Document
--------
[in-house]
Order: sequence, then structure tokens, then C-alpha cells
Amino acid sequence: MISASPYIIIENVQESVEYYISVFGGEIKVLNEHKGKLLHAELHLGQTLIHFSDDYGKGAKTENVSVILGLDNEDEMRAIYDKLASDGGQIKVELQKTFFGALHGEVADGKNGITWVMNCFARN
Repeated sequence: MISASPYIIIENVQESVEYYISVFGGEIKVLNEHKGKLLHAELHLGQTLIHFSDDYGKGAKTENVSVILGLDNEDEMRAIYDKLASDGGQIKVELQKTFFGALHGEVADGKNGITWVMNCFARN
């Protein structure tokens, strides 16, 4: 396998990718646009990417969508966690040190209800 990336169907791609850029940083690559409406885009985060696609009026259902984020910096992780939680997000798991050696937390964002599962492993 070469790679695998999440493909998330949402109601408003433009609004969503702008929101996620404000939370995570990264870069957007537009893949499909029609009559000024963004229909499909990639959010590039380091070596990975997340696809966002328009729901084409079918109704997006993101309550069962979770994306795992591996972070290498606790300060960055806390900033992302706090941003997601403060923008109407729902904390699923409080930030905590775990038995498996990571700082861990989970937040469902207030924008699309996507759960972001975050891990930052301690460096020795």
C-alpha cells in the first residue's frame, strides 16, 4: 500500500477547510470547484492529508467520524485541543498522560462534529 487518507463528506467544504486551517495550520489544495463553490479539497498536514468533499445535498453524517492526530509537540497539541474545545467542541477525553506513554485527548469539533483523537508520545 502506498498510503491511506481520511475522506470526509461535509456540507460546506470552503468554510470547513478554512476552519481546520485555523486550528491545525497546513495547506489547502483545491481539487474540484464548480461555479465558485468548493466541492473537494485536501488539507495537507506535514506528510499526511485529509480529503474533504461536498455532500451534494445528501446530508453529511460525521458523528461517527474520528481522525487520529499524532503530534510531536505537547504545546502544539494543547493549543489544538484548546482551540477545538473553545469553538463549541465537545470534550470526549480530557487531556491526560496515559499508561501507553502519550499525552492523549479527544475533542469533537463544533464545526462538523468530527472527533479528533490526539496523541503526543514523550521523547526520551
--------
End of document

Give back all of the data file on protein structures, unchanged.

[in-house]
Order: sequence, then structure tokens, then C-alpha cells
Amino acid sequence: MISASPYIIIENVQESVEYYISVFGGEIKVLNEHKGKLLHAELHLGQTLIHFSDDYGKGAKTENVSVILGLDNEDEMRAIYDKLASDGGQIKVELQKTFFGALHGEVADGKNGITWVMNCFARN
Repeated sequence: MISASPYIIIENVQESVEYYISVFGGEIKVLNEHKGKLLHAELHLGQTLIHFSDDYGKGAKTENVSVILGLDNEDEMRAIYDKLASDGGQIKVELQKTFFGALHGEVADGKNGITWVMNCFARN
């Protein structure tokens, strides 16, 4: 396998990718646009990417969508966690040190209800 990336169907791609850029940083690559409406885009985060696609009026259902984020910096992780939680997000798991050696937390964002599962492993 070469790679695998999440493909998330949402109601408003433009609004969503702008929101996620404000939370995570990264870069957007537009893949499909029609009559000024963004229909499909990639959010590039380091070596990975997340696809966002328009729901084409079918109704997006993101309550069962979770994306795992591996972070290498606790300060960055806390900033992302706090941003997601403060923008109407729902904390699923409080930030905590775990038995498996990571700082861990989970937040469902207030924008699309996507759960972001975050891990930052301690460096020795």
C-alpha cells in the first residue's frame, strides 16, 4: 500500500477547510470547484492529508467520524485541543498522560462534529 487518507463528506467544504486551517495550520489544495463553490479539497498536514468533499445535498453524517492526530509537540497539541474545545467542541477525553506513554485527548469539533483523537508520545 502506498498510503491511506481520511475522506470526509461535509456540507460546506470552503468554510470547513478554512476552519481546520485555523486550528491545525497546513495547506489547502483545491481539487474540484464548480461555479465558485468548493466541492473537494485536501488539507495537507506535514506528510499526511485529509480529503474533504461536498455532500451534494445528501446530508453529511460525521458523528461517527474520528481522525487520529499524532503530534510531536505537547504545546502544539494543547493549543489544538484548546482551540477545538473553545469553538463549541465537545470534550470526549480530557487531556491526560496515559499508561501507553502519550499525552492523549479527544475533542469533537463544533464545526462538523468530527472527533479528533490526539496523541503526543514523550521523547526520551